Tuesday, December 16, 2008

Carbon Fiber Chopsticks

The weathered looking woman next to me worried about the incoming snow storm.  As I sat waiting for my tires to be rotated and oil changed at Tire Discounters, a conversation struck among strangers.  Her husband is a school teacher.  If school was delayed, he’d have to be in early.  Consequently, with one car in the shop, she’d have to drive him in.  The man to my right, I’m guessing was a bus driver.  He offered up a bit of knowledge that the woman-next-to-me’s husband could get a discount bus pass since he was involved with the school system.  As any Wisconsin native would do, I kept my trap mostly shut and offered few personal details.  Since only bike shops offer bike magazines in the waiting room, I picked up a glossy car magazine with a photo of a racy BMW M1 prototype on the cover.

As they gabbed and fretted about the storm while my four wheel drive Toyota 4 Runner was up on the stand, I relaxed, nodded now and then and flipped through the pages.  Then I saw this:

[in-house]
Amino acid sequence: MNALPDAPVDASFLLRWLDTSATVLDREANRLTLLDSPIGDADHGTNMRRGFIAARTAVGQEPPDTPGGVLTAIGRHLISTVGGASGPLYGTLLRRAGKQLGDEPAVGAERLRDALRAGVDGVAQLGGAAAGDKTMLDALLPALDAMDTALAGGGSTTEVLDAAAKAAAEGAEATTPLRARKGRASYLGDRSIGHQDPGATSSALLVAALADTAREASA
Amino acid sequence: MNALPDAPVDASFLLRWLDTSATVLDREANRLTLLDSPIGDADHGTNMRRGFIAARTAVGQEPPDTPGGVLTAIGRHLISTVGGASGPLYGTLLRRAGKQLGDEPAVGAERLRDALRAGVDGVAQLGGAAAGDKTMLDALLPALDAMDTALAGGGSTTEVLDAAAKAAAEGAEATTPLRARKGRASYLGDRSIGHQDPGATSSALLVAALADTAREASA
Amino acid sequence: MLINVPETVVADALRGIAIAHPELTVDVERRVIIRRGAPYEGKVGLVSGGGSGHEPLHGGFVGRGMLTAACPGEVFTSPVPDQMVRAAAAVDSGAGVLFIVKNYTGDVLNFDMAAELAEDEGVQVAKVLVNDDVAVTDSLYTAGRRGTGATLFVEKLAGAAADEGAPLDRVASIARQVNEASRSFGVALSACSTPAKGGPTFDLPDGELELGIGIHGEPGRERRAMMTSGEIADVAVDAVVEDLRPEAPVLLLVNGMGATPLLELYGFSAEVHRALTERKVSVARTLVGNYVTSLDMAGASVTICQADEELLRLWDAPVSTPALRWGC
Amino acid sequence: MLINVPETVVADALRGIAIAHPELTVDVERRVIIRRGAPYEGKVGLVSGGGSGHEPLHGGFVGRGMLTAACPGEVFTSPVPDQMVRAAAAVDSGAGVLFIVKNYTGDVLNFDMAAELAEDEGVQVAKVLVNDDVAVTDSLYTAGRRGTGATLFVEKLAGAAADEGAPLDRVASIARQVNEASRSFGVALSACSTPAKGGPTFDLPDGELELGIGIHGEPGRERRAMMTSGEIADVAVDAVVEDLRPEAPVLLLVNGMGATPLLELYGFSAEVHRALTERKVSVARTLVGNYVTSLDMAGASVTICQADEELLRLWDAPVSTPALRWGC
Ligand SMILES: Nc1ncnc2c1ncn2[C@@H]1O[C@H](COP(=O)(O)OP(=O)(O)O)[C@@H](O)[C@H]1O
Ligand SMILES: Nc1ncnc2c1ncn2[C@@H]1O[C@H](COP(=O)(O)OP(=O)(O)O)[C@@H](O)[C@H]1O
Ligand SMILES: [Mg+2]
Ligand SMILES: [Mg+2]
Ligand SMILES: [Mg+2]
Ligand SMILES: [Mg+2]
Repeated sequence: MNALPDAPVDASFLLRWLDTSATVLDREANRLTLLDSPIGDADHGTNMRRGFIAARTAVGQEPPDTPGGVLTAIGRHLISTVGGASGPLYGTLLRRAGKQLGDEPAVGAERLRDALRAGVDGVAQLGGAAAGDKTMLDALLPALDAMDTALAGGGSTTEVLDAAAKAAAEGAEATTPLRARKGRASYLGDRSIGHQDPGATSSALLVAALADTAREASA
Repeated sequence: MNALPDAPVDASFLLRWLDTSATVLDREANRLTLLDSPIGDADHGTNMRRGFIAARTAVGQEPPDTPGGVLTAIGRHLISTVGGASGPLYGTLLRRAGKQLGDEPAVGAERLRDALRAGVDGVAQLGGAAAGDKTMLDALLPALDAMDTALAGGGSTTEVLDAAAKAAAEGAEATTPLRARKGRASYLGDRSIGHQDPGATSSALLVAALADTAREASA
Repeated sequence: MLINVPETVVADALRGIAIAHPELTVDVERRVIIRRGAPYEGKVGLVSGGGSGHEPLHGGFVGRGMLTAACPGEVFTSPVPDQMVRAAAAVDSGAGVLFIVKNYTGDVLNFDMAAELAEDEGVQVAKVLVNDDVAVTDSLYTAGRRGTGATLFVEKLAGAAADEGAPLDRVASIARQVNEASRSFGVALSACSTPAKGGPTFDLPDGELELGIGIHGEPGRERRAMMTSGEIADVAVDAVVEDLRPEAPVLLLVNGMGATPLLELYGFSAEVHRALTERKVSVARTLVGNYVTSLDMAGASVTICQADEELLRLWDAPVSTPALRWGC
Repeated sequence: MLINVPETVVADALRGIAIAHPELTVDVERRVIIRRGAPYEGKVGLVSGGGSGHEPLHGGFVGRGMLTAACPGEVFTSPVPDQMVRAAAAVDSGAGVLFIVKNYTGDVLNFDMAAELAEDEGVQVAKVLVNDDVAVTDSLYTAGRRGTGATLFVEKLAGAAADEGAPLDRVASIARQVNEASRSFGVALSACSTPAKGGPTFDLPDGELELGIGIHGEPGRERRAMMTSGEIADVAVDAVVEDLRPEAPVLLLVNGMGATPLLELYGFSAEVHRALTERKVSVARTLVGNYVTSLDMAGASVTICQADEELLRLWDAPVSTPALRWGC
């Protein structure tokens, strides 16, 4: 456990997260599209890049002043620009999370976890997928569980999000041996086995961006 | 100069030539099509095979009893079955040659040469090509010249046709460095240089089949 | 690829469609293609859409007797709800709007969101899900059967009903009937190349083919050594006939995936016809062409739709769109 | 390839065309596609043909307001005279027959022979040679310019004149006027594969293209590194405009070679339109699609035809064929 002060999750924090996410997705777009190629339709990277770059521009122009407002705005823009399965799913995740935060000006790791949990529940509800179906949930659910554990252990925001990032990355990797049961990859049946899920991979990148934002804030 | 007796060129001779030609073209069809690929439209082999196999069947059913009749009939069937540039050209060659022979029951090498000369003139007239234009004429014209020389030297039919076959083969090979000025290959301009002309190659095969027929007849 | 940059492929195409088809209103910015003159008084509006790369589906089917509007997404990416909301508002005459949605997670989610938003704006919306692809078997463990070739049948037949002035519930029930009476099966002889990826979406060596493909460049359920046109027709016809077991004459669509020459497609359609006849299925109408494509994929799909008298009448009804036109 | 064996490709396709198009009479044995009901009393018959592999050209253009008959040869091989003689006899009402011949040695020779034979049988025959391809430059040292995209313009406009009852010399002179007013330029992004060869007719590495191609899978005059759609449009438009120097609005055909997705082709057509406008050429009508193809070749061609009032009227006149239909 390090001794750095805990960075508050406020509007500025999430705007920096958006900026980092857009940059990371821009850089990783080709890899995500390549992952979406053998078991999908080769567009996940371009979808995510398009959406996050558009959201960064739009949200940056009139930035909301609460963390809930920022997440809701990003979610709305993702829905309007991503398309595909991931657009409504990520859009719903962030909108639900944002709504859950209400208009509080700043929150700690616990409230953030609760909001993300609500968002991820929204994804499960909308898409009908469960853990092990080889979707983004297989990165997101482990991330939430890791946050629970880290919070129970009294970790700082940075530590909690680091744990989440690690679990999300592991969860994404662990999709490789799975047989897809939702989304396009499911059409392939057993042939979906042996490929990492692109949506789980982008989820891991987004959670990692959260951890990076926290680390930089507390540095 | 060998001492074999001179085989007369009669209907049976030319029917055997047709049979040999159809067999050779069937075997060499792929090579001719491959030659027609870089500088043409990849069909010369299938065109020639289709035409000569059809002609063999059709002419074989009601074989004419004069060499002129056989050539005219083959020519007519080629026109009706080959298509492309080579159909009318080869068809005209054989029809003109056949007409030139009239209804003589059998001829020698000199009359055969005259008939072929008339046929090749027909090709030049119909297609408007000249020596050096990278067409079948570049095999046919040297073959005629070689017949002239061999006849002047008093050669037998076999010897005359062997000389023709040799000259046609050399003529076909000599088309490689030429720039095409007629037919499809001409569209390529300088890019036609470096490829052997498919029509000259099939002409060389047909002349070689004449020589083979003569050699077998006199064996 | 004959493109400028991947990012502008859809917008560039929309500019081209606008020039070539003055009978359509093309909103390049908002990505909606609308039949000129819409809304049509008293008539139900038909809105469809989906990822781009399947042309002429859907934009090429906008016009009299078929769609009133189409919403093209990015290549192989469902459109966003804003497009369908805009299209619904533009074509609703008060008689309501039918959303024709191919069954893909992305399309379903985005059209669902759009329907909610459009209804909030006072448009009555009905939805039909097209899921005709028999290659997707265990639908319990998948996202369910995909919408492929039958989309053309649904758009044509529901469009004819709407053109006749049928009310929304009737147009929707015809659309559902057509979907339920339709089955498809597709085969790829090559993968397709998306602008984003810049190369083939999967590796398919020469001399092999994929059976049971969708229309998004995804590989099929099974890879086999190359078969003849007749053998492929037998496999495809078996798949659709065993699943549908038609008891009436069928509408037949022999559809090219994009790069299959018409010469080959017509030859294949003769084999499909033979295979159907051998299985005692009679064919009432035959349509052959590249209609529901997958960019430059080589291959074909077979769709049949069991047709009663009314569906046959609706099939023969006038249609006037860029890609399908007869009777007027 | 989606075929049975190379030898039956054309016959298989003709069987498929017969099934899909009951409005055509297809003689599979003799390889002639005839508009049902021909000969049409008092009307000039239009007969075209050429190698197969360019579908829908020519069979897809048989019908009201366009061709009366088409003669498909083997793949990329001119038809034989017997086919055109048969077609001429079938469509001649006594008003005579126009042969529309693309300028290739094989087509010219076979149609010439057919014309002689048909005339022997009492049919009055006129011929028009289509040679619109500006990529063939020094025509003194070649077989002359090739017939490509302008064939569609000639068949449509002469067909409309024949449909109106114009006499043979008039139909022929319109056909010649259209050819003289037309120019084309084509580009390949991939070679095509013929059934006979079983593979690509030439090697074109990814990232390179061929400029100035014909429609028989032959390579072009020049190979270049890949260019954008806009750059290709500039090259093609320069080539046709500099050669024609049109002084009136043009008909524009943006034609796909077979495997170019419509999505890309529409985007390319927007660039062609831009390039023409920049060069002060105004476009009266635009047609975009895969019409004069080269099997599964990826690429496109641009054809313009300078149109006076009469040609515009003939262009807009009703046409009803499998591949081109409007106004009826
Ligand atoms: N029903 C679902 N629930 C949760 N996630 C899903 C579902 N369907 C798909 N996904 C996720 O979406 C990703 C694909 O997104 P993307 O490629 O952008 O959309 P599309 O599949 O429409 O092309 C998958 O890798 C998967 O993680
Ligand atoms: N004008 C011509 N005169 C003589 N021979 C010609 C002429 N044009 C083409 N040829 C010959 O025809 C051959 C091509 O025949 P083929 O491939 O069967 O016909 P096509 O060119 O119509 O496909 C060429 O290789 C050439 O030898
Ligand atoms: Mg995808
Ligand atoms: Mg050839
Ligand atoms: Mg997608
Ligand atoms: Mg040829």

A carbon fiber suitcase?  What the?!  The woman next to me glanced over my shoulder to see what brought the slight gasp out of my mouth.  Why would anyone need a carbon suitcase?  I thought.  I texted myself a blog reminder and read on.  As it turns out, you need a carbon fiber suitcase for all the same reasons you need a carbon bicycle frame: it’s light, durable, it looks better than the other suitcases at the airport and you’ll be faster in the race from the gate to the car.  While I haven’t checked, I bet 

you can get ceramic bearings for those wheels and have the “pro” version of the suitcase.  What’s it cost?  What do ya think?  This little gem from Zero Halliburton is about the same price as a carbon fiber bike frame, $2250.  Probably the same amount of cash you have in your carbon fiber money clip.  Which begs the question, what else might make sense to make out of carbon fiber?

A letter opener perhaps?  Why not?  Like all things carbon, it’s light, so you can open up letters for hours and win the letter opening Olympics without getting a bunion on your palm.  Plus, it matches the carbon fiber briefcase in your office and looks sharp with your letter opening team kit. 

 Wonder what else can be made out of carbon fiber?  I thought to myself.  Chopsticks?  I googled but no dice.  So, I searched the phrase “ridiculous carbon fiber.”  The following two items were returned in the search results.

The Carbon Fiber X-Box Controller

While just a pet project of a die-hard gamer.  I have to admit, it would be sweet to play a little Tokyo drift with a controller like this. 

Lastly, this Carbon Fiber Snare Drum turned up.  While it puzzled me at first, it did start to make sense.  It’s lightweight for traveling or musicians that perform while moving.  It’s durable, so I’m sure it